Tuesday, August 26, 2014
One Piece of Advice For Parents In Raising Kids
Any parent knows there's a million things that occur within the parenting realm that go into the process of raising kids. And that's just in one day. I'm no parenting guru, or expert, or someone who knows the recipe for the secret sauce of parenting. But in a quarter-century of being `Dad' to a significant brood of children I've learned a thing or two. Or a million. And there's a million more things to learn.
But I've been thinking about this bit of advice I'm going to share a lot lately as my older kids have hit adulthood and have started making big life decisions. With a million more big life decisions to make. It's been important to me over the last decade for my kids to see how I make decisions. This photo above, taken by one of my daughters last summer of Mt. Ararat, is symbolic of what I'm saying.
If you look at the photo you see this little church in the foreground. It's a lovely, photogenic church that in and of itself is worthy of being the target of your camera lens. Yet it is dwarfed in scale, in beauty, in power, ruggedness and mystery -- the `wow' factor -- by the mountain looming over it. The mountain lends insignificance to the little church, however photogenic and captivating that house of worship may be.
Big life decisions affecting families are like this photo. There may be something seemingly rather small and inconsequential that confronts me on occasion and I can look at it and on the surface think it's not that big of a deal. Or maybe it is something of a big deal, but I don't think of the ripple effects of that decision.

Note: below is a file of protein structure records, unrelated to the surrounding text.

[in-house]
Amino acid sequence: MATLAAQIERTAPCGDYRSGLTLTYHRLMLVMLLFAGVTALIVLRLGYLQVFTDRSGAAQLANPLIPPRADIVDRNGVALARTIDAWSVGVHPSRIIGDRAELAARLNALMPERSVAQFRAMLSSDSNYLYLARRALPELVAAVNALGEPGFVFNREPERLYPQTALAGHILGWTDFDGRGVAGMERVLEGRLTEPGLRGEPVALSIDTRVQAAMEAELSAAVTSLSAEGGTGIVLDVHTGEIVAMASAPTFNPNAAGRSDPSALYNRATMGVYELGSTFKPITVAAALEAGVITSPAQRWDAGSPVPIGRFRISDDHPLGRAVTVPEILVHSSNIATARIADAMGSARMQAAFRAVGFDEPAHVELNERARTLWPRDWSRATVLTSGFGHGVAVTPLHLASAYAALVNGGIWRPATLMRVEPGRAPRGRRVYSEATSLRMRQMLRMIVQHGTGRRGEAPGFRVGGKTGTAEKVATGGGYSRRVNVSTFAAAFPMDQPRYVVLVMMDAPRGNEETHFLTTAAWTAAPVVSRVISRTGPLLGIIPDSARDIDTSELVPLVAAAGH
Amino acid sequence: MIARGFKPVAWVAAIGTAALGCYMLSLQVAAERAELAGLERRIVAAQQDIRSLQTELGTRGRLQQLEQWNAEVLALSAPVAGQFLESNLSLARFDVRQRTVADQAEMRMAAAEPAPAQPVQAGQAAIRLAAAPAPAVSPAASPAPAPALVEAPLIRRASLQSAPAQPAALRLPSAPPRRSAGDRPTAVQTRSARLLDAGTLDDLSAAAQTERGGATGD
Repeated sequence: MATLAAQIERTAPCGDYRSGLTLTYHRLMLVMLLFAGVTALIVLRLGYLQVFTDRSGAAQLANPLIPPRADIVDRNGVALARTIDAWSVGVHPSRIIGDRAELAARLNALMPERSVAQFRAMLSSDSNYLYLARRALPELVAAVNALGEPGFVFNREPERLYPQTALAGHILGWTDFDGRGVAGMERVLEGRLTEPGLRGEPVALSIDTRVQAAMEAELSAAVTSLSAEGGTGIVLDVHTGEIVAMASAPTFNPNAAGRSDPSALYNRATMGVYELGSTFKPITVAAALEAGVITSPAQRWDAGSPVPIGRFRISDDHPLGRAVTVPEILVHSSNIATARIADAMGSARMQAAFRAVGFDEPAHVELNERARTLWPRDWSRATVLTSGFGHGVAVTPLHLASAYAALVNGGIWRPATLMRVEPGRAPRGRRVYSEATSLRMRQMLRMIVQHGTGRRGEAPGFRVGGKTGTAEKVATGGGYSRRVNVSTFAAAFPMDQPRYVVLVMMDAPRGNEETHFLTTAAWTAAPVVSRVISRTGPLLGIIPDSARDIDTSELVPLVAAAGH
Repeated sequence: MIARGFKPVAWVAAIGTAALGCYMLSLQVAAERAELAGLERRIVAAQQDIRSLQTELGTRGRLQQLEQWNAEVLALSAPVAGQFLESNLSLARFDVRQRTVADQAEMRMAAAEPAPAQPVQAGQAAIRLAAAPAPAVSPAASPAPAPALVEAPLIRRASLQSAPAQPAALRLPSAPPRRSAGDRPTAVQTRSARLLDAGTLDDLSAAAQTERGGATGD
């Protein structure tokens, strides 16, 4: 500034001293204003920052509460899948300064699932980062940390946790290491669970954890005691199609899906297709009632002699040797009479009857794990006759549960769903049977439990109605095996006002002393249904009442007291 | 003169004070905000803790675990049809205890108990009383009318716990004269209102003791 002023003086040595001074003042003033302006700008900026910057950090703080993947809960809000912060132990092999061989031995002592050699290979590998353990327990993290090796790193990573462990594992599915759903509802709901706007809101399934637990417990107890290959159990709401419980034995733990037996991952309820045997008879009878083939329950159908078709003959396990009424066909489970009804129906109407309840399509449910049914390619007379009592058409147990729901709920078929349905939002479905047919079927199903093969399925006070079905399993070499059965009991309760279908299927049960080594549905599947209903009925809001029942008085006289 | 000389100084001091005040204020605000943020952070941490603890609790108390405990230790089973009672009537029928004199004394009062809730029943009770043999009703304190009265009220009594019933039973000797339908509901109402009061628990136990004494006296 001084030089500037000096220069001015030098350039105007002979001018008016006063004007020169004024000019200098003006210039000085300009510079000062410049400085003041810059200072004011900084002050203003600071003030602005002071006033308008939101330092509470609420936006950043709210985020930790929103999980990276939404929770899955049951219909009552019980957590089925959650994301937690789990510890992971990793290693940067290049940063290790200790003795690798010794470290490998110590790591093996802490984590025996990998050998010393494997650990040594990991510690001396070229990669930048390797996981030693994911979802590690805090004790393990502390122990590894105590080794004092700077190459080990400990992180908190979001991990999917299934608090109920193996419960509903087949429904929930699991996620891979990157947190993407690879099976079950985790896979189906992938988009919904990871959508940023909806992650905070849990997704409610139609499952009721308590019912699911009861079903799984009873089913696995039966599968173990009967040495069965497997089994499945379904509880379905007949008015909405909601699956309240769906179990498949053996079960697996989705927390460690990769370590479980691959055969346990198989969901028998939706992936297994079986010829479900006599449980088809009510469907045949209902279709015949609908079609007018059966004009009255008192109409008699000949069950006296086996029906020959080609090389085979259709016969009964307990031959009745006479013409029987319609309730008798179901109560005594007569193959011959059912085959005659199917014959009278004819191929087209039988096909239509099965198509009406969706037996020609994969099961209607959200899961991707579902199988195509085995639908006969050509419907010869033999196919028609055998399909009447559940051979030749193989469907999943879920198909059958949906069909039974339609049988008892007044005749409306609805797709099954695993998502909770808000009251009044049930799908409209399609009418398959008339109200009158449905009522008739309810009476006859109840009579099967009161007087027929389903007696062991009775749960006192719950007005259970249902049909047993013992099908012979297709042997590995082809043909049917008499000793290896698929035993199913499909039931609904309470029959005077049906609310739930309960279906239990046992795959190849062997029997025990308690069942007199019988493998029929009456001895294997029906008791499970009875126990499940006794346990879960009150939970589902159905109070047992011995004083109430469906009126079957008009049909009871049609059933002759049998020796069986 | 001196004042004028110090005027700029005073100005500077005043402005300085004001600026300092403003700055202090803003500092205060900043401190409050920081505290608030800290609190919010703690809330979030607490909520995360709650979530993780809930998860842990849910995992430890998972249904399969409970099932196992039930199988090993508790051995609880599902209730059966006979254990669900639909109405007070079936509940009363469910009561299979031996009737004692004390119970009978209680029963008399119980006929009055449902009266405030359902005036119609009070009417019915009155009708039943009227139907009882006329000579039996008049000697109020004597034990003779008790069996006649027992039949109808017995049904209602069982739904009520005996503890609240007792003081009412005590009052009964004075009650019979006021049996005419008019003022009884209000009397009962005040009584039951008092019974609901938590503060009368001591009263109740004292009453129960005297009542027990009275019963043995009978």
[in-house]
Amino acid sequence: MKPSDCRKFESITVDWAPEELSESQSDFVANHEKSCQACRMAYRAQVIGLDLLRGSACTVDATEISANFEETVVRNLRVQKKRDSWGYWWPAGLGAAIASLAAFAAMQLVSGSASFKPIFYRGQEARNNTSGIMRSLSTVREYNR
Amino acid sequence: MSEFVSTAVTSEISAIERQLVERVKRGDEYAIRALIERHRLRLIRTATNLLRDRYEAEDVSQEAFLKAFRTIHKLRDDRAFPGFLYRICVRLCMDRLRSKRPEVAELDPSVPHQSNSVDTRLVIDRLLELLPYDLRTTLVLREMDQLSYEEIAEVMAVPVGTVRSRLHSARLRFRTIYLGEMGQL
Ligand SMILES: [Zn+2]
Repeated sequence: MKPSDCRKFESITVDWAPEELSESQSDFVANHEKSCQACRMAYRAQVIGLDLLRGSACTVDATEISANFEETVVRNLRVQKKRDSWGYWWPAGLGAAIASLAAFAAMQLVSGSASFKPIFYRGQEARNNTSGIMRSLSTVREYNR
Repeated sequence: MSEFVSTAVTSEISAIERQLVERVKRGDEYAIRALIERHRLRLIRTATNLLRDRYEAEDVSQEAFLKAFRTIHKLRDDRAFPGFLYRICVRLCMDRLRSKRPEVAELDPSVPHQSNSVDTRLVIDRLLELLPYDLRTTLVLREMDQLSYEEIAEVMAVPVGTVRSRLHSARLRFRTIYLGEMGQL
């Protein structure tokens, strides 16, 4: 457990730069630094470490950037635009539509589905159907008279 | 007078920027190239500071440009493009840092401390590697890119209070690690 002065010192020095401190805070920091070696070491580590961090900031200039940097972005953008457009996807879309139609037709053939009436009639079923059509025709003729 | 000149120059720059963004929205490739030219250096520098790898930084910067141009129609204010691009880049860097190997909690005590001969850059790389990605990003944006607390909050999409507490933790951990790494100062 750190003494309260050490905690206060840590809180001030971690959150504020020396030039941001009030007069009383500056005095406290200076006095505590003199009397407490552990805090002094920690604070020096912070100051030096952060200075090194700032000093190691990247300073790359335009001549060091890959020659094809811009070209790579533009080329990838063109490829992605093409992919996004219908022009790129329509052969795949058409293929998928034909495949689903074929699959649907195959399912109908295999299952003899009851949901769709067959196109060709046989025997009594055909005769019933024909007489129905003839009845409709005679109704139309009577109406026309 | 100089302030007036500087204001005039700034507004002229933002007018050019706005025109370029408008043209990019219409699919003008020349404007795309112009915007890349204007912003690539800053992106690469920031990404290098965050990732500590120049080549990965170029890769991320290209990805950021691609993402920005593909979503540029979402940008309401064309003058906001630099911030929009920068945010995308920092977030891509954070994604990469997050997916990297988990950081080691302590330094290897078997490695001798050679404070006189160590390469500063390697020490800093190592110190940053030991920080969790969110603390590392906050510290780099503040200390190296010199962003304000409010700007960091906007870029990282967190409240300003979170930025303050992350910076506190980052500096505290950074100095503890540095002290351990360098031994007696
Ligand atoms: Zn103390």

Taking a different job, for example. Maybe the new job is better paying and on the surface seems like a better deal for my family because we'll have more income. Yet what's the price of that increased pay? Is there less time with the family because responsibilities and demands increase in the new job? How do you put a price on that? Will there be more travel or a longer commute that will take me away from my family? Have I weighed the long-term effects on my family of that?
For my family there's been some major decisions that have occurred over the past six years or so, such as quitting my job in Virginia to attend the School of Ministry in Oregon, or planting a church (Calvary Chapel Gloucester), or refusing to let our athletic children participate in travel team sports that compete on Sundays (and would interfere with church). What Julie and I have done as parents is take time to seek the Lord in these decisions and wait on Him to provide the answers. In prayer, in reading the Bible in our daily devotions and in waiting on God is how we have made our decisions, along the way including our older children in that process.
One of the most important things that has occurred is that our decisions have been grounded in Scripture. We have been able to apply to our decisions verses we have come across in our devotions that speak into our lives. Sometimes they just jump off the page at you. Our older children have been able to similarly make decisions. One of the major blessings of that process is that when things have gotten hard and difficult and doubts have crept in about a decision, we are able to go back and stand firmly on that verse, or promise, and know that God is in control and is guiding our path.
Our children not only need to see us make decisions, but see how we make decisions. Look at the life of Jesus. Over and over again in Scripture when you see big things looming in His life you see Jesus agonizing in prayer and it's not uncommon for Him to spend all night praying. What is the process you go through in making decisions? One of my favorite verses is Hosea 12:6 that essentially says to wait on the Lord continually. It's a verse that runs completely contrary to our American culture but is one that I have found is invaluable to decision-making. Wait on the Lord, hear Him out, read His word and let your children in on that process.